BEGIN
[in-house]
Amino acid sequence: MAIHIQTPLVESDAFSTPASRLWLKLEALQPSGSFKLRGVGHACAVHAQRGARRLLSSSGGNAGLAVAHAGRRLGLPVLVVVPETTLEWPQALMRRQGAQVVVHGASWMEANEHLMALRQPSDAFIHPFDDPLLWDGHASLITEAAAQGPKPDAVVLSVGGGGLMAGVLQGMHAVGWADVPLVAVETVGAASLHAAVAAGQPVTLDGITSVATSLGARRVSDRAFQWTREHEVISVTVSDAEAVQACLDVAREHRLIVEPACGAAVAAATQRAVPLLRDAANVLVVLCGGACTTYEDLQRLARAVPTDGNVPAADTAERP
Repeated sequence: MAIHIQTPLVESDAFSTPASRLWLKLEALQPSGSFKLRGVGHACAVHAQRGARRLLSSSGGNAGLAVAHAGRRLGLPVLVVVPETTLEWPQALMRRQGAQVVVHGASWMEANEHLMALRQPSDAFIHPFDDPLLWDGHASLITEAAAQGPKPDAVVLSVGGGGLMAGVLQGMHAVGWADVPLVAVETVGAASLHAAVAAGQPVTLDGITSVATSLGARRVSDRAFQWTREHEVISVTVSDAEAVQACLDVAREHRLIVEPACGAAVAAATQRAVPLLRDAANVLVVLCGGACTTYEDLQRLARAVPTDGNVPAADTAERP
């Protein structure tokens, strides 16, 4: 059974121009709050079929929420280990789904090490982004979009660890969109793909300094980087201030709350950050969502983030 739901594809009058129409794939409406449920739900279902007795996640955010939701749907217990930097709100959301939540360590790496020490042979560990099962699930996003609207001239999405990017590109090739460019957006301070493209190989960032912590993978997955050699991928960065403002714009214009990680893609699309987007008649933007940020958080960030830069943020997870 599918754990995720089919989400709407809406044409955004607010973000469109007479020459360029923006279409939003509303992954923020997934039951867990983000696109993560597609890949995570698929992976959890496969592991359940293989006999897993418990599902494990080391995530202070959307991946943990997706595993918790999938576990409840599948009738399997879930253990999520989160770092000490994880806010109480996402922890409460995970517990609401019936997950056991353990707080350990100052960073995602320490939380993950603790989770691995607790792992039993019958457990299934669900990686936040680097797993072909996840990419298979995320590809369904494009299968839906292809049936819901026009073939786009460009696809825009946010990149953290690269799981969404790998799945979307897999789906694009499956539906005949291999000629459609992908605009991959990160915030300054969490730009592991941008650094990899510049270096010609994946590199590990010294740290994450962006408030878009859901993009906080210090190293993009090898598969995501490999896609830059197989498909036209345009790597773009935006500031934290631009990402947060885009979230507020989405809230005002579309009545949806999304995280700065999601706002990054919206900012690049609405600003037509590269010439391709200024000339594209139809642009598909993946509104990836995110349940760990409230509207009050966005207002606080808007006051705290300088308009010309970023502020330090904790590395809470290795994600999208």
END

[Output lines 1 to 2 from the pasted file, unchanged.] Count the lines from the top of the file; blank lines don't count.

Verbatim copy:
[in-house]
Amino acid sequence: MAIHIQTPLVESDAFSTPASRLWLKLEALQPSGSFKLRGVGHACAVHAQRGARRLLSSSGGNAGLAVAHAGRRLGLPVLVVVPETTLEWPQALMRRQGAQVVVHGASWMEANEHLMALRQPSDAFIHPFDDPLLWDGHASLITEAAAQGPKPDAVVLSVGGGGLMAGVLQGMHAVGWADVPLVAVETVGAASLHAAVAAGQPVTLDGITSVATSLGARRVSDRAFQWTREHEVISVTVSDAEAVQACLDVAREHRLIVEPACGAAVAAATQRAVPLLRDAANVLVVLCGGACTTYEDLQRLARAVPTDGNVPAADTAERP